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Well, yea they would be cold by normal standards. They would not be-180 anymore though. Your right there would be no seasons.......hay, didnt I read about that somewhere?



posted on Nov, 8 2005 @ 06:48 PM
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Perhaps you didn't mean it this way, but I thought you meant temperatures would even out worldwide. It'd still be hot at the equator and cold at the poles, but temperatures would be relatively constant at a particular location.



posted on Nov, 8 2005 @ 06:53 PM
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sorry, I know I can be confusing. Yes that is exactly what I ment. Personally I think that is how it is supposed to be. I think we are living the abnormal right now.



posted on Nov, 8 2005 @ 09:09 PM
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Originally posted by Indy
The idea for this thread comes from an unlikely place. The idea comes from a very bad movie Category 7 where they talk about chunks of the mesosphere collapsing. The movie is/was horrible so I won't being it up again in this thread.

I think there needs to be a motion picture academy of scientists who stand up and slap labels on movies/tv programs saying "THIS IS BUNK SCIENCE!!"

[QUOTE]Is it possible for layers of the atmosphere to collapse under their own weight? [/QUOTE]
Nope. The higher up you go, the thinner the atmosphere. So the layers of atmosphere above any given layer are lighter. In fact, the TOTAL "weight" of the atmosphere above any given layer weighs less than that layer.


We all know that hot air rises and cold air sinks. Yet warm air is trapped at the surface and cold air is trapped aloft. What keeps the cold air aloft from getting disrupted enough to sink to the surface or at least attempt to mix with the warmer air below resulting in catastrophic storms?

It happens all the time. Cold air is heavier and sinks.



Could a collapse of the atmosphere thousands of years ago have triggered the kind of superstorm that is speculated to have started the last ice age?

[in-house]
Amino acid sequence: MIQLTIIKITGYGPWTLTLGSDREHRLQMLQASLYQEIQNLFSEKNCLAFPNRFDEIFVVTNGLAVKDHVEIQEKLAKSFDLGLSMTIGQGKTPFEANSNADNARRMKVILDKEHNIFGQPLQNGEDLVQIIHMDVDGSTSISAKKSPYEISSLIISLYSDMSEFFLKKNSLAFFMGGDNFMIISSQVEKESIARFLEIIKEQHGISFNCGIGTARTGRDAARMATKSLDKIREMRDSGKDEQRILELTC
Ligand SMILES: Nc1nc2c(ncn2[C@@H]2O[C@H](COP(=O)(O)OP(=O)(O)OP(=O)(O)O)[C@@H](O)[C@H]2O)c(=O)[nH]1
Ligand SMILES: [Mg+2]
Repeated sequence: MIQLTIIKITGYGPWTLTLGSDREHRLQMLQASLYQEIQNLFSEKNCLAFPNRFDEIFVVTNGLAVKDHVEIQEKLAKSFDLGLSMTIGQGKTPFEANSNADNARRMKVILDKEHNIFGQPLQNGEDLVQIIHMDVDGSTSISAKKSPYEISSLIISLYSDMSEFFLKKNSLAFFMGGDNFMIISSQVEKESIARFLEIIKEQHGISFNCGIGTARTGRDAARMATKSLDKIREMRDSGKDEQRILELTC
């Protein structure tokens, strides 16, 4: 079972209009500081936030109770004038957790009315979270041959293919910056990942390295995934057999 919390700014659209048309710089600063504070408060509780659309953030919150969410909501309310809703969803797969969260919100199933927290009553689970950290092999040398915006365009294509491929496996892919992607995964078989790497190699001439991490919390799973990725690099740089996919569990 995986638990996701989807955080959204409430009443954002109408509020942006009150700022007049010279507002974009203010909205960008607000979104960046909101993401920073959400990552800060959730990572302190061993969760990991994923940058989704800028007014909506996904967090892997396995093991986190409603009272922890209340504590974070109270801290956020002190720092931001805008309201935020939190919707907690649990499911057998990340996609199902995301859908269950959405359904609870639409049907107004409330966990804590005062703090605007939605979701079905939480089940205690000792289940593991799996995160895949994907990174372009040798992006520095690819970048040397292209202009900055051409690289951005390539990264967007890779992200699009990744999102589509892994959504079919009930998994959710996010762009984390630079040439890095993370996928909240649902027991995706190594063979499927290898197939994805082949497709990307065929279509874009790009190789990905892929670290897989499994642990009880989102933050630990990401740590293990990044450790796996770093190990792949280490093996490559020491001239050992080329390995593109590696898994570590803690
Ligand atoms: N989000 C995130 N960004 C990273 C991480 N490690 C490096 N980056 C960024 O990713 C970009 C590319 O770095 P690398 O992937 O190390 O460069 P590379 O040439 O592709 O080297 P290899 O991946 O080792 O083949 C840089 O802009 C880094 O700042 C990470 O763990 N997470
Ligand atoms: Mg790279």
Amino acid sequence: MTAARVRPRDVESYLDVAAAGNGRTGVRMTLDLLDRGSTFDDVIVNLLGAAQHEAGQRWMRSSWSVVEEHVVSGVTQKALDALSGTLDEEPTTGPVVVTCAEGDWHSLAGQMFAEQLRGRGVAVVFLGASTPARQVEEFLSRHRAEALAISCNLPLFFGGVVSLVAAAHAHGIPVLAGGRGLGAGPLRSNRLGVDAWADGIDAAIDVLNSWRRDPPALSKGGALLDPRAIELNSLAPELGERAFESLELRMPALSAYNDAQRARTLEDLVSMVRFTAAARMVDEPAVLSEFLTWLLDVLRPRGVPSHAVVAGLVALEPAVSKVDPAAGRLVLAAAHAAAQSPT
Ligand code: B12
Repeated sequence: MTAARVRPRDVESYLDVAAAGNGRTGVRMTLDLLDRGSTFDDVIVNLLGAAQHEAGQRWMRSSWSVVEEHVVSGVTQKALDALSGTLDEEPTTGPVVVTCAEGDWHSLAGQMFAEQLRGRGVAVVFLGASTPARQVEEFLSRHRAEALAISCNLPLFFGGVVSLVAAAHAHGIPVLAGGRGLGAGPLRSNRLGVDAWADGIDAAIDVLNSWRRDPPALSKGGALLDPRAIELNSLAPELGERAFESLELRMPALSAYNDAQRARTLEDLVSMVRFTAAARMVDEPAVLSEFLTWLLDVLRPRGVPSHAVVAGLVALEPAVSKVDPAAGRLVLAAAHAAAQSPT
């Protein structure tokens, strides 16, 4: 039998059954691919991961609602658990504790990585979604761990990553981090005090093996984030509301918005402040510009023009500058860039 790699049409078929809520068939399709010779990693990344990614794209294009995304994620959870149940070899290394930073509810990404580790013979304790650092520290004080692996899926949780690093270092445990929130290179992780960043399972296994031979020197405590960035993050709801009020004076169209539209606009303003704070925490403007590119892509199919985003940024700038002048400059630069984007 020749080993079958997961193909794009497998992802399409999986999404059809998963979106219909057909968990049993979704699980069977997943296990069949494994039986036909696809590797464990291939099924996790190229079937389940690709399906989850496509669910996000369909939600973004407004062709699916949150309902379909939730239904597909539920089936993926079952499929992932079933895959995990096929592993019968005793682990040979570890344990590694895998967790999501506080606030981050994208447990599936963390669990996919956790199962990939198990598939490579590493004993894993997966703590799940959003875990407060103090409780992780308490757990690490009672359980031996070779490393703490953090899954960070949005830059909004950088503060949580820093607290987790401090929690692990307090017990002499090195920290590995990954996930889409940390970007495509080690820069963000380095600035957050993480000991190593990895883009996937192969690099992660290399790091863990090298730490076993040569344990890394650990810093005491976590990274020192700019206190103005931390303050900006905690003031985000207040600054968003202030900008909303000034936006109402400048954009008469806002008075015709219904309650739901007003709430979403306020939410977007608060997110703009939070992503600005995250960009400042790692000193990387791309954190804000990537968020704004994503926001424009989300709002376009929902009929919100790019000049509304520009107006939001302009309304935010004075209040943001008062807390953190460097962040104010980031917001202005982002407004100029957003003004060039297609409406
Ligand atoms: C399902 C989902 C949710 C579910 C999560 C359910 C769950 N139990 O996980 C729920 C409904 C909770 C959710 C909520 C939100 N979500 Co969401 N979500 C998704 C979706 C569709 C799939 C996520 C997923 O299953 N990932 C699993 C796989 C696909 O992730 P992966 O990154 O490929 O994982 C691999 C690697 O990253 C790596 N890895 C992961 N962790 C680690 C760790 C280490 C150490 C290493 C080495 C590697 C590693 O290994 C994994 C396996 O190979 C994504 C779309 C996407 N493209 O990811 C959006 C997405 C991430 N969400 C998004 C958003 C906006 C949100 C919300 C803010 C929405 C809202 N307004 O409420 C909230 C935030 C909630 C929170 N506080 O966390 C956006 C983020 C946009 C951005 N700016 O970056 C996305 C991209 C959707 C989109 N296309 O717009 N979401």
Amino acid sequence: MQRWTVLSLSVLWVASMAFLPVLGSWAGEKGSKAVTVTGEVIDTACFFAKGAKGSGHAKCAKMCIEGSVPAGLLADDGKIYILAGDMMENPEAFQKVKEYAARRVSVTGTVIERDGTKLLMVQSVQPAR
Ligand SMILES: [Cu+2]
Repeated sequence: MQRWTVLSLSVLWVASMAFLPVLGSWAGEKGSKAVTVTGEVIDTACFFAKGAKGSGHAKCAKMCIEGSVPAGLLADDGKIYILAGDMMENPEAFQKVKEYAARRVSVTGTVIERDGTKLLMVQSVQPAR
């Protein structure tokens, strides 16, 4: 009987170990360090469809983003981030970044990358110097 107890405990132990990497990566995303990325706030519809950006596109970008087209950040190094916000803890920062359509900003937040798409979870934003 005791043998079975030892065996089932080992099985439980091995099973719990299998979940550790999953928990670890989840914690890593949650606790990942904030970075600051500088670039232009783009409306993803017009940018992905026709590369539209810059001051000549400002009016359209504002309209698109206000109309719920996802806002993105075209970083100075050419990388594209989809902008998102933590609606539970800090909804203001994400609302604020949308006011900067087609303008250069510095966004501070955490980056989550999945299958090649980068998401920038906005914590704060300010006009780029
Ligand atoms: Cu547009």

I hadn't heard anything about a superstorm starting any of the last ice ages (I think there have been about 20 of them), but in any case, one storm could not have turned the Earth into an iceball. The minute it was over, things would return back to normal and the earth would thaw out.

Best evidence says the ice ages were caused by a synchronicity of orbital wobbles and polar wobbles (that are measurable and haven't changed in millions of years) along with changes in the ocean currents.



Are such events the triggers for things such as the famous Noah flood?

Noah's flood never happened -- at least, not on a global scale.

[edit on 8-11-2005 by Byrd]



posted on Nov, 8 2005 @ 09:24 PM
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What about an atmospheric "turnover"?
SImilar to what happens in lakes, when the segragated layers become disturbed.
This is what happened in Cameroon, when a landslide caused lower layers to
punch through the upper layers..releasing dissolved CO2..and killing many villagers nearby..It was like shaking up, and opening a bottle of soda..

It also happens to a lake near my home, every season...(no dissolved CO2 though)

I suppose the only way to disturb the atmosphere in a similar manner would be a
massive Volacanic eruption like the 1815 eruption of Tambora...



posted on Nov, 8 2005 @ 09:37 PM
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Originally posted by spacedoubt
What about an atmospheric "turnover"?
SImilar to what happens in lakes, when the layers become disturbed.

This is happening constantly. It's called atmospheric circulation. That's why we have pollutants very high in the atmosphere... they got there from warm air rising and cool air sinking.


This is what happened in Cameroon, when a landslide caused lower layers to punch through the upper layers..releasing dissolved CO2..and killing many villagers nearby..It was like shaking up, and opening a bottle of soda.

Not exactly. CO2 is heavier than air. It's lighter than water, though. The CO2 was trapped inside the earth (volcano caused) and the landslide broke the barrier and allowed it to come to the surface, where it dispaced the oxygen (because it's heavier) and suffocated everything.


It also happens to a lake near my home, every season...(no dissolved CO2 though)

Here's what causes "lake turnover"
www.purwater.com...


I suppose the only way to disturb the atmosphere in a similar manner would be amassive Volacanic eruption like the 1815 eruption of Tambora...